This was Deborah Roberts’ second of three shows this month. The third was at StoneMetal Press in San Antonio. Upon entering the darkened gallery I saw pickaninnies, again. Since I met Deborah and her pickaninnies (
Hurrah Hey-Ho girls when I first met them) about a year ago, they have had the same look. Standing in line and seemingly stomp dancing.
This time they were different. The pickaninnies were all over the page. There were some in concentric formation, there were some with trees and in a different pose. Then there were the ones cut from brown paper lined up in an upside down question mark. Or is that a noose? These little girls are coming of age here. Flanking the noose piece are collages with prints of bifurcated figures. In one of them, it appears as if the pickaninnies have run into each other and are melding together. In an other, one half is male, the other female, coming together to copulate and give birth to a third element at the bottom of the page. These are some exciting moves from the cookie-cutter pickaninnies.
Even more drastic changes occur as Ms. Roberts abandons the monoprints and sticks with just inks or watercolors. Her pickaninnies give way to the bifurcated figure as it gives birth to a pile of monkeys. All while a group of law enforcers stand to the side ready with their batons (or as I grew up knowing them: nigga-beatahs). There is more energy and description emanating from these works as they no longer rely on the repeated familiarity of the archetype little black girl. They’ve moved from “spunky” to “say-what?!”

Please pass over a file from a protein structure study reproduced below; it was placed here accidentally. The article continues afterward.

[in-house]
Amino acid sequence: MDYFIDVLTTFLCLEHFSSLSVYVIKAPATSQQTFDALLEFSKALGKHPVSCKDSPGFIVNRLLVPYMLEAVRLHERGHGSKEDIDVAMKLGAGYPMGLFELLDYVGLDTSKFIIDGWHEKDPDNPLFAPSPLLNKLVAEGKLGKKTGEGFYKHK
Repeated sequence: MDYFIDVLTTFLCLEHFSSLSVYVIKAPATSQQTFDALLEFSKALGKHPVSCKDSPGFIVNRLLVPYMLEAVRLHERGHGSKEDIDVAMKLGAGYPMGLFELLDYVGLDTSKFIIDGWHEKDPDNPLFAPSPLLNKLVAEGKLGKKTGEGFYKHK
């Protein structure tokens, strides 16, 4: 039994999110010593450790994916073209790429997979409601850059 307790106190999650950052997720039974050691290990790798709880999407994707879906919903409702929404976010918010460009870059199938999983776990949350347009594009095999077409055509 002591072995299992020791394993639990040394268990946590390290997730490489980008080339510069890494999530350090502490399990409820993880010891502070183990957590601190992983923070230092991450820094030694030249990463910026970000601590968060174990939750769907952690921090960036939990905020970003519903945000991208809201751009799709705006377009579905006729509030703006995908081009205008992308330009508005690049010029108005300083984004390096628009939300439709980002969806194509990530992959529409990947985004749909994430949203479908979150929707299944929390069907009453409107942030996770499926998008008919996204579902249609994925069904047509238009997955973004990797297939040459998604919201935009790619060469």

Presented on the opposite walls were John Livingston’s paintings. Closest to the entrance were a group of portraits. Whether the people or the city were the subject, I’m not too sure. Mr. Livingston painted quirky characters in ramshackle landscapes. The people were front and center, but it was the multiple buildings each on its own horizon that caught my attention. Towards the back of the gallery there were three paintings that had no figures in them. I enjoyed these more as the character of the landscape was able to present itself better. Uplifted planes and crooked horizon lines added some funkiness to cityscape.
It was kinda like my reaction to Angela Fraleigh’s work where less of the figure was better. Although the figures were emphasized more, there seemed to be more of a commitment with the landscapes. Even with the simple color schemes, the attention to detail on the buildings and street corners revealed an attraction to the city that the figures did not represent.
Mr. Livingston’s paintings were okay, but I couldn’t compare them with Ms. Roberts. They seemed disparate and I wondered why the two artists were being shown together. Regardless, I thought the show was GOOD.
I’ll tell you ’bout what I sees.